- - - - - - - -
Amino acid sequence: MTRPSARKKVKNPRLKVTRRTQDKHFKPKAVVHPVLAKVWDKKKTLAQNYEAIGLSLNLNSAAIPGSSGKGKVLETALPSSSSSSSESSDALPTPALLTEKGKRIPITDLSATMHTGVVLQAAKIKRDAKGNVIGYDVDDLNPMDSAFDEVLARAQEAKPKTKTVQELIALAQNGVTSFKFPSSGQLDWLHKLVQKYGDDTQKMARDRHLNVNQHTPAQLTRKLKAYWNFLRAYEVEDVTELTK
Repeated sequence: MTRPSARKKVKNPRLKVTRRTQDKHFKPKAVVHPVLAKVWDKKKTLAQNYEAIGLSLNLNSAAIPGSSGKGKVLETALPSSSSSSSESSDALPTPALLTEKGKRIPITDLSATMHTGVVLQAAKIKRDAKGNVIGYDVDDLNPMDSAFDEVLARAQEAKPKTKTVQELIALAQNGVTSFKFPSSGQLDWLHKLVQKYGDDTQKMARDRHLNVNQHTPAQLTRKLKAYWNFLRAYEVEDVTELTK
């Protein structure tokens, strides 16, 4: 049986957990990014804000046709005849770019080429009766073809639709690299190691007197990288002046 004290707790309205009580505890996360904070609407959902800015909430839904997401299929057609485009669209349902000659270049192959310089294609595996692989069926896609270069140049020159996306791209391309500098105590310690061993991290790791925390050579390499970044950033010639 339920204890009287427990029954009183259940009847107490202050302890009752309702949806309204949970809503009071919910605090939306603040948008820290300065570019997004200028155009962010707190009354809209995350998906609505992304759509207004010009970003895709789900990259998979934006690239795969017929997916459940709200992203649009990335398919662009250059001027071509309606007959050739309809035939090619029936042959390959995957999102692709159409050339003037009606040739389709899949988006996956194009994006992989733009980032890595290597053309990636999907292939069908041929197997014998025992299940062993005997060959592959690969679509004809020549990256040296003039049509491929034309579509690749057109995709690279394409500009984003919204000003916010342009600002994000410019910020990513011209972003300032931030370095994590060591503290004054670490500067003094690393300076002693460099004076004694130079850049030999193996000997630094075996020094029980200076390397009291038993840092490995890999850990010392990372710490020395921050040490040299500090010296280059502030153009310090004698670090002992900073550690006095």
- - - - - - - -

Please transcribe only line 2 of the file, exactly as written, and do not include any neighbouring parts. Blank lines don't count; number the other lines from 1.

Repeated sequence: MTRPSARKKVKNPRLKVTRRTQDKHFKPKAVVHPVLAKVWDKKKTLAQNYEAIGLSLNLNSAAIPGSSGKGKVLETALPSSSSSSSESSDALPTPALLTEKGKRIPITDLSATMHTGVVLQAAKIKRDAKGNVIGYDVDDLNPMDSAFDEVLARAQEAKPKTKTVQELIALAQNGVTSFKFPSSGQLDWLHKLVQKYGDDTQKMARDRHLNVNQHTPAQLTRKLKAYWNFLRAYEVEDVTELTK